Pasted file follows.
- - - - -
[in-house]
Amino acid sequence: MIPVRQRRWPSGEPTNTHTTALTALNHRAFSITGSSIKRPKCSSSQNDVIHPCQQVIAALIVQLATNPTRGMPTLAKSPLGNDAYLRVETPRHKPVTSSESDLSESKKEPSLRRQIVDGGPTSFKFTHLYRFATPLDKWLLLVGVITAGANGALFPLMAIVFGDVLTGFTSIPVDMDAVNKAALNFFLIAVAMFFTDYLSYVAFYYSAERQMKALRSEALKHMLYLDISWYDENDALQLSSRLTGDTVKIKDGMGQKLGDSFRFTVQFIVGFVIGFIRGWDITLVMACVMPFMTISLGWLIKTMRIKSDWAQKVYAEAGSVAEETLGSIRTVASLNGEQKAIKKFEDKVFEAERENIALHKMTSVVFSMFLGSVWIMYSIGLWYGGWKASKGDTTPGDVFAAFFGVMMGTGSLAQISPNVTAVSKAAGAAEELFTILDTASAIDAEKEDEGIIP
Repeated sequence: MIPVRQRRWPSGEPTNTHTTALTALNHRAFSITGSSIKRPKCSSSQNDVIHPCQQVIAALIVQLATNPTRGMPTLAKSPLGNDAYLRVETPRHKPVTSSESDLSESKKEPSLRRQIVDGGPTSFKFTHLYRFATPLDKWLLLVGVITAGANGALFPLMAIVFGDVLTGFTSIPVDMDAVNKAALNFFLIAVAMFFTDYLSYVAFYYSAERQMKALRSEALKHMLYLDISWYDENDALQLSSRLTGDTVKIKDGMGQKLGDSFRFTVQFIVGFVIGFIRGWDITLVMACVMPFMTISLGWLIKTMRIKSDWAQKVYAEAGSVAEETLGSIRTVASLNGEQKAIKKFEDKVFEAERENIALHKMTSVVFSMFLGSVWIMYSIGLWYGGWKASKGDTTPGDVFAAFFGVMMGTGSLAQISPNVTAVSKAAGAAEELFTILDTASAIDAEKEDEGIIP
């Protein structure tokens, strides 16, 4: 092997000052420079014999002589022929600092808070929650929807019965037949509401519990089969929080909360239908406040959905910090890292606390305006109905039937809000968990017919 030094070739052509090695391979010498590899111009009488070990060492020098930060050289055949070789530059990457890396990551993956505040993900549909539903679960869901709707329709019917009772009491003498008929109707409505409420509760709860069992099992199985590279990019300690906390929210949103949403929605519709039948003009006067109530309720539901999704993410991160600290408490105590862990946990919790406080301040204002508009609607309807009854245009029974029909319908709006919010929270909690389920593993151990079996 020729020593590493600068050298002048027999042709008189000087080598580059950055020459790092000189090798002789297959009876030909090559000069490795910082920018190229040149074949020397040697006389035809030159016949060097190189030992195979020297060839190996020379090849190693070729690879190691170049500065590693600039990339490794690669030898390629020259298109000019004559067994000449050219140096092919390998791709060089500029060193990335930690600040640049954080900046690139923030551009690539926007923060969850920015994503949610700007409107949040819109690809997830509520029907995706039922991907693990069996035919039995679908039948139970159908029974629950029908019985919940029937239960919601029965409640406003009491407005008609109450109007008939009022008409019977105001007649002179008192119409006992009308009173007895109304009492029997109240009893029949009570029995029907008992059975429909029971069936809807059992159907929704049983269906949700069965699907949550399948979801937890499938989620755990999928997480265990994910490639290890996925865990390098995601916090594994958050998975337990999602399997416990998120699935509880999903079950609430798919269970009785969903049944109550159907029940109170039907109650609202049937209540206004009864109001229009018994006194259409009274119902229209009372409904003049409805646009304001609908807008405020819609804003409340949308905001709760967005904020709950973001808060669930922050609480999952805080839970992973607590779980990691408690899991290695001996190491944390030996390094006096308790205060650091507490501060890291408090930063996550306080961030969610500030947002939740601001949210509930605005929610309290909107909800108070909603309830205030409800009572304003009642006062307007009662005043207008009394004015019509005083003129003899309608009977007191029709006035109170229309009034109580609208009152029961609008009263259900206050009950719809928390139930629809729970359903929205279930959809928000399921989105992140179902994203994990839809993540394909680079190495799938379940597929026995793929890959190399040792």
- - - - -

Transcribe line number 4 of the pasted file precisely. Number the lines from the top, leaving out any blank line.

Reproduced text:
């Protein structure tokens, strides 16, 4: 092997000052420079014999002589022929600092808070929650929807019965037949509401519990089969929080909360239908406040959905910090890292606390305006109905039937809000968990017919 030094070739052509090695391979010498590899111009009488070990060492020098930060050289055949070789530059990457890396990551993956505040993900549909539903679960869901709707329709019917009772009491003498008929109707409505409420509760709860069992099992199985590279990019300690906390929210949103949403929605519709039948003009006067109530309720539901999704993410991160600290408490105590862990946990919790406080301040204002508009609607309807009854245009029974029909319908709006919010929270909690389920593993151990079996 020729020593590493600068050298002048027999042709008189000087080598580059950055020459790092000189090798002789297959009876030909090559000069490795910082920018190229040149074949020397040697006389035809030159016949060097190189030992195979020297060839190996020379090849190693070729690879190691170049500065590693600039990339490794690669030898390629020259298109000019004559067994000449050219140096092919390998791709060089500029060193990335930690600040640049954080900046690139923030551009690539926007923060969850920015994503949610700007409107949040819109690809997830509520029907995706039922991907693990069996035919039995679908039948139970159908029974629950029908019985919940029937239960919601029965409640406003009491407005008609109450109007008939009022008409019977105001007649002179008192119409006992009308009173007895109304009492029997109240009893029949009570029995029907008992059975429909029971069936809807059992159907929704049983269906949700069965699907949550399948979801937890499938989620755990999928997480265990994910490639290890996925865990390098995601916090594994958050998975337990999602399997416990998120699935509880999903079950609430798919269970009785969903049944109550159907029940109170039907109650609202049937209540206004009864109001229009018994006194259409009274119902229209009372409904003049409805646009304001609908807008405020819609804003409340949308905001709760967005904020709950973001808060669930922050609480999952805080839970992973607590779980990691408690899991290695001996190491944390030996390094006096308790205060650091507490501060890291408090930063996550306080961030969610500030947002939740601001949210509930605005929610309290909107909800108070909603309830205030409800009572304003009642006062307007009662005043207008009394004015019509005083003129003899309608009977007191029709006035109170229309009034109580609208009152029961609008009263259900206050009950719809928390139930629809729970359903929205279930959809928000399921989105992140179902994203994990839809993540394909680079190495799938379940597929026995793929890959190399040792």